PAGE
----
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Canada's new jets have no pilots to fly them

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OTTAWA—Auditor general Michael Ferguson today fired a bullet at the Trudeau government's plan to buy second-hand Australian fighter jets, revealing the air force doesn't have enough people to fly the planes it already has.

Ferguson said military commanders first alerted the government to the personnel shortage in 2016, when the Liberals were planning to spend billions of dollars on 18 new Super Hornet jets to supplement Canada's aging CF-18 fleet.

But the government brushed aside those concerns and pressed ahead with the purchase while providing only minimal increases to training and other measures to make sure the Canadian Forces had the pilots and technicians to use the new planes, Ferguson noted.

The Liberals eventually scuttled the Super Hornet plan due to a trade dispute between Super Hornet-maker Boeing and Montreal rival Bombardier, and now are planning to buy 25 used Australian jets for $500 million.

But the auditor general's report said the military's firm assessment—and his own—is that the result will be the same: planes we can't use.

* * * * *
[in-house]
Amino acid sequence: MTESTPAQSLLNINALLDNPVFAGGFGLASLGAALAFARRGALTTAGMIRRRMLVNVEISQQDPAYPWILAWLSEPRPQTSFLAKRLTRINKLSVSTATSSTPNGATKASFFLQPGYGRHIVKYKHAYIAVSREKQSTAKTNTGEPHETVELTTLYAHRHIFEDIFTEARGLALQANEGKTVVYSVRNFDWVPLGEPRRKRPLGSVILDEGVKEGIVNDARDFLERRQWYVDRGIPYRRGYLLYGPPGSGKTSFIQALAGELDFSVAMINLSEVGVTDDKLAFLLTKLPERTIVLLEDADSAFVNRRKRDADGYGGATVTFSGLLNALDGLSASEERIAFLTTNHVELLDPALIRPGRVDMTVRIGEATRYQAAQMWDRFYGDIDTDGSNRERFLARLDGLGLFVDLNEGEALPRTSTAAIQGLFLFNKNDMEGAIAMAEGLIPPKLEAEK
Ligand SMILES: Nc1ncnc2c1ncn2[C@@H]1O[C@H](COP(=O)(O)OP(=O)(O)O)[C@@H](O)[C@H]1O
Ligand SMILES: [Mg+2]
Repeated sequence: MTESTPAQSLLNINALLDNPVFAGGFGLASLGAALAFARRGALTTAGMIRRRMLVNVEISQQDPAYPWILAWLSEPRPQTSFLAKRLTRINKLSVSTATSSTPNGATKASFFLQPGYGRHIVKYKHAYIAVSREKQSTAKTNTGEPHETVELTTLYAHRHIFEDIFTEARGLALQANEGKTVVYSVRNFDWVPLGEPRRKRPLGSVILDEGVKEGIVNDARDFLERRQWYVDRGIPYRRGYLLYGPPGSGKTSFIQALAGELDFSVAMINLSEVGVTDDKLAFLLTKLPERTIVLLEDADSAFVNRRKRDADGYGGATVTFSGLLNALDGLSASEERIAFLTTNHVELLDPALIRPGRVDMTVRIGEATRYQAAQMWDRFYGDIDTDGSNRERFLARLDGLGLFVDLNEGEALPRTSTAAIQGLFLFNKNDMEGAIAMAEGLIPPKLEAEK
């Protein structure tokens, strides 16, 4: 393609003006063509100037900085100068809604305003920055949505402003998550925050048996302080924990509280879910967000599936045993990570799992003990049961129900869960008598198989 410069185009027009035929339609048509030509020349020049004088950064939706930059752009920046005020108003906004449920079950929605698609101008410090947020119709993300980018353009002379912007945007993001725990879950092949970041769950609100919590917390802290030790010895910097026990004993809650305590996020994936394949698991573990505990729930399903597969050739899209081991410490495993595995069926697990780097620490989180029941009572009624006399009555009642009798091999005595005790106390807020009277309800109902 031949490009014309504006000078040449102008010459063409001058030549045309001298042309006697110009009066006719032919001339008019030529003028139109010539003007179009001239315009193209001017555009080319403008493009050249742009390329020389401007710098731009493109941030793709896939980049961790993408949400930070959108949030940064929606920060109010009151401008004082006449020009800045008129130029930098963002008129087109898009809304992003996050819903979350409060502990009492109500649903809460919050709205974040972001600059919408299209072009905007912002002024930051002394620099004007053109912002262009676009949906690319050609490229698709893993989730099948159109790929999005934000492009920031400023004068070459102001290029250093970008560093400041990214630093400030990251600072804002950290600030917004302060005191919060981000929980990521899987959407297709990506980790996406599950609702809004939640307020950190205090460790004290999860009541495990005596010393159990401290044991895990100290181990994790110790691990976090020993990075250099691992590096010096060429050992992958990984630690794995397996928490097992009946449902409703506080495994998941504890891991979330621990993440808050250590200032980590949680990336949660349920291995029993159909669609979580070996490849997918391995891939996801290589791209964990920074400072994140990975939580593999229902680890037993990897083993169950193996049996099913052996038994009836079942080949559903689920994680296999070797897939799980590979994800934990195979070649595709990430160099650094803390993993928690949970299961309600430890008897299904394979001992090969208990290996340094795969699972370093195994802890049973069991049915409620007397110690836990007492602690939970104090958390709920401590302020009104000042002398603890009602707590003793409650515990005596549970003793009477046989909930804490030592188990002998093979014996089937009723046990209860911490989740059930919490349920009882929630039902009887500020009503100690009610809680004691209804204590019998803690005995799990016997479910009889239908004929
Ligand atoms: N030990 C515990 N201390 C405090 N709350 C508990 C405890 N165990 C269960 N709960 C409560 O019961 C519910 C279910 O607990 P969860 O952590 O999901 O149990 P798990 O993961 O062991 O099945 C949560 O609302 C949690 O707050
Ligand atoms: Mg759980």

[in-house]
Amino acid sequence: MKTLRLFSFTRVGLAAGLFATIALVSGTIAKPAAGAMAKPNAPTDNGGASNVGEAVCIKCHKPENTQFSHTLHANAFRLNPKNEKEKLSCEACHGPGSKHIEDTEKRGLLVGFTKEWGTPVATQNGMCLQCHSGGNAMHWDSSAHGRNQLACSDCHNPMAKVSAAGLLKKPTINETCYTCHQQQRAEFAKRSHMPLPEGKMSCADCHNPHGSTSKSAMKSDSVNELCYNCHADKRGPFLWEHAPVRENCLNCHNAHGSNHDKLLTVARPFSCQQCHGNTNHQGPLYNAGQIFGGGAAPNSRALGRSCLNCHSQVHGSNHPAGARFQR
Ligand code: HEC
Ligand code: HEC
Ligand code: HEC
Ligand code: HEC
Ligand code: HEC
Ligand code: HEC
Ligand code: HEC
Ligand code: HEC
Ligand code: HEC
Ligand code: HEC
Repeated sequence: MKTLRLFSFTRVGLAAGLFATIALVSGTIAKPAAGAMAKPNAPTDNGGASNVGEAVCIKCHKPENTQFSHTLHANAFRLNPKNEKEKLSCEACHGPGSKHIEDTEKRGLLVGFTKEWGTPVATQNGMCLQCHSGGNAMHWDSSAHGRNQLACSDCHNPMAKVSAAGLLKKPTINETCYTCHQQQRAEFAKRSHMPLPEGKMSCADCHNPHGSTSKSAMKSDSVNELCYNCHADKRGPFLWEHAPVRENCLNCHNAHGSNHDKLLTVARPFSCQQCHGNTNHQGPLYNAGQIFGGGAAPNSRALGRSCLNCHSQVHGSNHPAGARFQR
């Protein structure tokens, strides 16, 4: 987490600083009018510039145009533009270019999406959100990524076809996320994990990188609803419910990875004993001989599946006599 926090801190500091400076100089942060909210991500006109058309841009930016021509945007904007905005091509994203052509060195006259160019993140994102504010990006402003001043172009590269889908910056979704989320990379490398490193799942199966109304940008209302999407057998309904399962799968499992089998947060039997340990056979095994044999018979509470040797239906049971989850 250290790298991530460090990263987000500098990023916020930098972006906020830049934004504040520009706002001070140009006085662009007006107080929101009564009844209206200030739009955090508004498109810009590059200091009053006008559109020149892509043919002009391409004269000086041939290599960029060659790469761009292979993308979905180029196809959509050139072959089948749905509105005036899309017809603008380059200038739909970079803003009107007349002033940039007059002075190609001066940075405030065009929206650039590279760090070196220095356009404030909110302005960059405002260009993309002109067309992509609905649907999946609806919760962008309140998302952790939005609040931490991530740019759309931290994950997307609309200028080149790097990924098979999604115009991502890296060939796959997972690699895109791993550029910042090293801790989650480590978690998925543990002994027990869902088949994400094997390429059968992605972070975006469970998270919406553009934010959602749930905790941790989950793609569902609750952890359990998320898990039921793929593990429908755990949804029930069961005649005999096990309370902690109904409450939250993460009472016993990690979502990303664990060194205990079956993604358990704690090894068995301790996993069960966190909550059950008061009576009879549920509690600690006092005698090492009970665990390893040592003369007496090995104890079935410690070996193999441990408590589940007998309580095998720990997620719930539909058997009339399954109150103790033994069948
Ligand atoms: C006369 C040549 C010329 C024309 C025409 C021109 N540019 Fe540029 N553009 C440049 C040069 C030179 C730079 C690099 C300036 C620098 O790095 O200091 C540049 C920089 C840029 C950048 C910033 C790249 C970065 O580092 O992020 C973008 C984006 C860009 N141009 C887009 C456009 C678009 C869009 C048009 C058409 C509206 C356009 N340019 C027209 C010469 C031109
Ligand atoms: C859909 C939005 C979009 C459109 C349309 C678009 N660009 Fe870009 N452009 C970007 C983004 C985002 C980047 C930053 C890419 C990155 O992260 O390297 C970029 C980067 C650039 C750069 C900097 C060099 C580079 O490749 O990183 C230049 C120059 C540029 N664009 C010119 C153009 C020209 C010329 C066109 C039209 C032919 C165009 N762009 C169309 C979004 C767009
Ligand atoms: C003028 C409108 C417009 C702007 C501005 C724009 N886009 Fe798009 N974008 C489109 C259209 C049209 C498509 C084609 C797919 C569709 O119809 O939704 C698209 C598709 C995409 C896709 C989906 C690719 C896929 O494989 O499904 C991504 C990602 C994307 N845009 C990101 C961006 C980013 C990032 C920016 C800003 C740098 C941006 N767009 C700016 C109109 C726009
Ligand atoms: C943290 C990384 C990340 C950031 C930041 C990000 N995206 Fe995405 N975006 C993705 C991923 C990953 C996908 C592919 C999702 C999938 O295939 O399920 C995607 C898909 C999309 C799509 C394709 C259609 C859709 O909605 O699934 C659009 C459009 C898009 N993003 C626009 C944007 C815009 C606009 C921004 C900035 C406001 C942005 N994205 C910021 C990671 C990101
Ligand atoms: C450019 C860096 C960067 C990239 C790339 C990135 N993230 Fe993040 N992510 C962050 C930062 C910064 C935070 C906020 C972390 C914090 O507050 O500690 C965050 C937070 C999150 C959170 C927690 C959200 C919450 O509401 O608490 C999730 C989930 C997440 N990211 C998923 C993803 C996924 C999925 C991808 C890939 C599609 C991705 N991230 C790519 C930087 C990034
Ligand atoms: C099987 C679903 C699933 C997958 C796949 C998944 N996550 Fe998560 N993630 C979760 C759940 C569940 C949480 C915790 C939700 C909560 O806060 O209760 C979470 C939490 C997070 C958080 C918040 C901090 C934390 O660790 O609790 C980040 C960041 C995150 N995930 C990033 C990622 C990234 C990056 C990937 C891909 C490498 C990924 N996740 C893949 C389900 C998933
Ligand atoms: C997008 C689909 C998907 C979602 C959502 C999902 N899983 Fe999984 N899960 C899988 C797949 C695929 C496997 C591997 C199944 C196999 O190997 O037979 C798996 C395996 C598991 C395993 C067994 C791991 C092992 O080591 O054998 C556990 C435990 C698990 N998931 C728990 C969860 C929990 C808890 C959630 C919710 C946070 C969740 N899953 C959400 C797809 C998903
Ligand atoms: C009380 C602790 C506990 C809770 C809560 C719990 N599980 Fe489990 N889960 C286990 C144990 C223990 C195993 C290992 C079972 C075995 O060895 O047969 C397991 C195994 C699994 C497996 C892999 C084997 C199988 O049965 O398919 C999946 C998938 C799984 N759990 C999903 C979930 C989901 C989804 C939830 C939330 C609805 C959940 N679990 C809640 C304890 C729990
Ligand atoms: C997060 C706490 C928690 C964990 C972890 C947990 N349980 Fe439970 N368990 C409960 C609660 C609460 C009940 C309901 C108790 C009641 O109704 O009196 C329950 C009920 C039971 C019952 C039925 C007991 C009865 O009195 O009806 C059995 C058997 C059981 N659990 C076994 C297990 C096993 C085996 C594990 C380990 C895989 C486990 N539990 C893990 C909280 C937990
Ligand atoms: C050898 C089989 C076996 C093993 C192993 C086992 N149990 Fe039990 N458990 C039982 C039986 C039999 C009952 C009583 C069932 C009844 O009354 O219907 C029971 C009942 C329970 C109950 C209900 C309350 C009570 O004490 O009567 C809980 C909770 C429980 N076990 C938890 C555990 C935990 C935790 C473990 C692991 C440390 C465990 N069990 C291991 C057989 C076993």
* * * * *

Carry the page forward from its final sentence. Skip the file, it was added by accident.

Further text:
“The [Defence] Department stated it needed more qualified technicians and pilots, not more fighter aircraft,” the report reads.

“In our opinion, without more technicians and pilots, the effect on fighter-force operations will be small.”

Ferguson, whose previous report on fighter jets in 2012 helped blow up the Harper government's plan to buy a fleet of F-35 jets without a competition, backed up his most recent assessment with some stark numbers.

For example, in the last fiscal year, 28 percent of fighter pilots flew fewer than the minimum number of hours needed to keep their skills while 22 percent of technician positions in CF-18 squadrons were empty or filled by inexperienced staff.

And between April, 2016 and March, 2018, the air force lost 40 trained fighter pilots and produced only 30 new ones.

Since then, another 17 have left or said that they planned to leave.

The auditor general's findings are likely to add fuel to the fire that has been smoldering around the Liberals when it comes to fighter jets, with opposition parties and defence analysts criticizing how the government has handled the file.

Many have been calling for years for the Liberals to launch an immediate competition to replace Canada's CF-18s, which already are 35 years old, but the government has insisted on taking its time.

The government is expected to formally launch a $19-billion competition for 88 new fighter jets next spring, but a winner won't be picked until 2021 or 2022.

The first new fighter jet won't arrive until 2025.

In the meantime, despite plans to spend upwards of $3 billion over the next decade to keep them in the air, Ferguson warned the CF-18s and used Australian fighter jets will become increasingly obsolete.

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